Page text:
Levg79 From United States of America, joined Sep 2003, 1013 posts, RR: 0 Posted (12 years 7 months 2 weeks 17 hours ago) and read 8584 times:
I was just wondering, having never flown in a turboprop, how is it different from a jet? Besides the fact that it's smaller, is it a lot less comfortable? I've heard that everyone on board gets sick all the time, but was wondering how true is that. One of the last times I flew, I had a choice of booking a jet flight, or a turboprop. Not to take any chances, I flew on a jet. Did I make the right decision? What do you guys think?
A mile of runway takes you to the world. A mile of highway takes you a mile.
Beltwaybandit From United States of America, joined Mar 2003, 495 posts, RR: 0
Reply 2, posted (12 years 7 months 2 weeks 17 hours ago) and read 8551 times:
Turboprops are noisier and in my experience tend to fly at lower altitudes. Smaller plane at lower altitudes generally means more exposure to turbulence. The fact that they have props rather than jets does not have any effect on turbulence.
Ntspelich From United States of America, joined Aug 2003, 764 posts, RR: 0
Reply 4, posted (12 years 7 months 2 weeks 16 hours ago) and read 8522 times:
Without a doubt jets have their advantages. However, I enjoy taking a couple of turboprop trips or segments each year. There's just something about the noise of the engines, the smallness of the cabin (at over 6'3" I don't know why I like the smallness of it) and the experience of walking out onto the apron to get to the aircraft. I've also found that typically you get to interact with your fellow pax on these flights due to the smallness of the cabin. It's also a good way to put the massiveness of other aircraft into perspective. There's nothing like taxiing along in IAD and going pass the big birds.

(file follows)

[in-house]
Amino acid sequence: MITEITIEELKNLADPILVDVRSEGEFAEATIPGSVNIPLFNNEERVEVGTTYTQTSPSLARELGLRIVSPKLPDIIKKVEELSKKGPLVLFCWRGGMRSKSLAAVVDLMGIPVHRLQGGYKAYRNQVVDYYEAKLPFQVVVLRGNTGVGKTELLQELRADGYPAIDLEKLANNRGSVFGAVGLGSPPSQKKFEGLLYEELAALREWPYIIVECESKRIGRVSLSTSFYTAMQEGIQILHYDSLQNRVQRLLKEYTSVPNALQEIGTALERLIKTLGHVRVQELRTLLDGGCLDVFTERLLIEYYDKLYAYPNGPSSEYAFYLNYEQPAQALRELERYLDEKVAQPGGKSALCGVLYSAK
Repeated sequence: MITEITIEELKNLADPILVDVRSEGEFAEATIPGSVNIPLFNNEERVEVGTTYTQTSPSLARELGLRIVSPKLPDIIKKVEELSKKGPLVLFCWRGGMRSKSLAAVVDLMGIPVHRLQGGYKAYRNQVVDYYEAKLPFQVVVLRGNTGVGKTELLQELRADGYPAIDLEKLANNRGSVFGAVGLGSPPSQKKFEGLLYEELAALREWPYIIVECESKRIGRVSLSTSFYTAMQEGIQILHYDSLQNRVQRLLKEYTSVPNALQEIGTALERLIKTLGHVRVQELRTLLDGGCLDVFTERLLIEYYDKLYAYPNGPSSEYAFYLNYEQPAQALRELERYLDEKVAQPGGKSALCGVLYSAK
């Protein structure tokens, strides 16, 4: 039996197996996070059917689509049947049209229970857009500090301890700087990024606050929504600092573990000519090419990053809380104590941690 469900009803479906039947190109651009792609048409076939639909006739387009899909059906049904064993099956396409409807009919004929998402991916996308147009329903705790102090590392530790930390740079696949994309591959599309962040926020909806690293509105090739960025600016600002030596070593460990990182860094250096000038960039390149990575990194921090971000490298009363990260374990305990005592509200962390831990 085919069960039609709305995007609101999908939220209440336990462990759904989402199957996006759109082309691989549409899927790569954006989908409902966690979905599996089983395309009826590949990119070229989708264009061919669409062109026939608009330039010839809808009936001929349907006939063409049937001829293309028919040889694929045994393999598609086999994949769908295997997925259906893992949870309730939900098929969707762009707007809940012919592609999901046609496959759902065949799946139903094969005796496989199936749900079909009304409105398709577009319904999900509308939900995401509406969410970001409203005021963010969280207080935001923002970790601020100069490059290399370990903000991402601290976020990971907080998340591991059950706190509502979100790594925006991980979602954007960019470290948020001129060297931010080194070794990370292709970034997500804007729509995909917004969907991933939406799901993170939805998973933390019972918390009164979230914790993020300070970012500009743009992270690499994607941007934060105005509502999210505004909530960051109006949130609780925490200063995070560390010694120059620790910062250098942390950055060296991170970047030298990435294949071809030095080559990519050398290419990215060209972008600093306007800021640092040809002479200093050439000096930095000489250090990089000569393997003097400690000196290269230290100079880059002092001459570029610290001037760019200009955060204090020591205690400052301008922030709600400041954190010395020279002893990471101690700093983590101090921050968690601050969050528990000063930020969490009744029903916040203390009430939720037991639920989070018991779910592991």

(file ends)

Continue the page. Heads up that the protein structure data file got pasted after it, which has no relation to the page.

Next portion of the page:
Call it nostalgia, but if time's not an issue and you don't mind a bit extra noise, I'd go for it next time.
United 717 heavy, you're facing the wrong way. Any chance you can powerback to get off of my deice pad?
Cchan From New Zealand, joined May 2003, 1777 posts, RR: 2
Reply 5, posted (12 years 7 months 2 weeks 16 hours ago) and read 8441 times:
The ATR72-500s are good and reasonably large (sits around 66 - is that the largest passenger turboprop?). With a good airline, the interior is not much different to a jet.
Your experience will depend on which type of aircraft you're on. The smaller ones can be sometimes quite scary. Generally speaking, turboprops are not as comfortable as a jet, but getting on a short-haul turboprop flight is a good experience.
Personally, I don't really like single aisle jets. I would prefer a twin-prop for short haul domestic and a twin (aisle and engine) jet for anything more than 2 hours.
TWAMD-80 From United States of America, joined Oct 2001, 1006 posts, RR: 3
Reply 6, posted (12 years 7 months 2 weeks 16 hours ago) and read 8415 times:
You made a fine decision to fly on a jet, but if you get the chance, check out a turboprop. I just had my first turboprop ride this summer. It was on an ATR-72-200. I have to say though, it was a bit noisier than a jet, but overall it was a good experience. Also on the ATR there is a lot of room in the cabin. Haha, and nobody, myself included, got sick on that flight!
Two A-4's, left ten o'clock level continue left turn!
BCAInfoSys From , joined Dec 1969, posts, RR:
Reply 7, posted (12 years 7 months 2 weeks 16 hours ago) and read 8396 times:
My main concern when faced with flying a turboprop, is the potential for turbulance. I made the mistake of flying a Skywest Embraer 120 from IDA (Idaho Falls) to SLC, and I have never been so sick in my life. But I also flew US Airways Express Dash-8 from AVP (Scranton/Wilkes-Barre) to PIT, and it was a great flight.
So, my advice: definitely go for a jet when there are significant mountains inbetween the two points. Otherwise, it's a toss-up. Jets and props both have their advantages and I like both, as long as I'm not tossing my chunks up over the Great Salt Lake.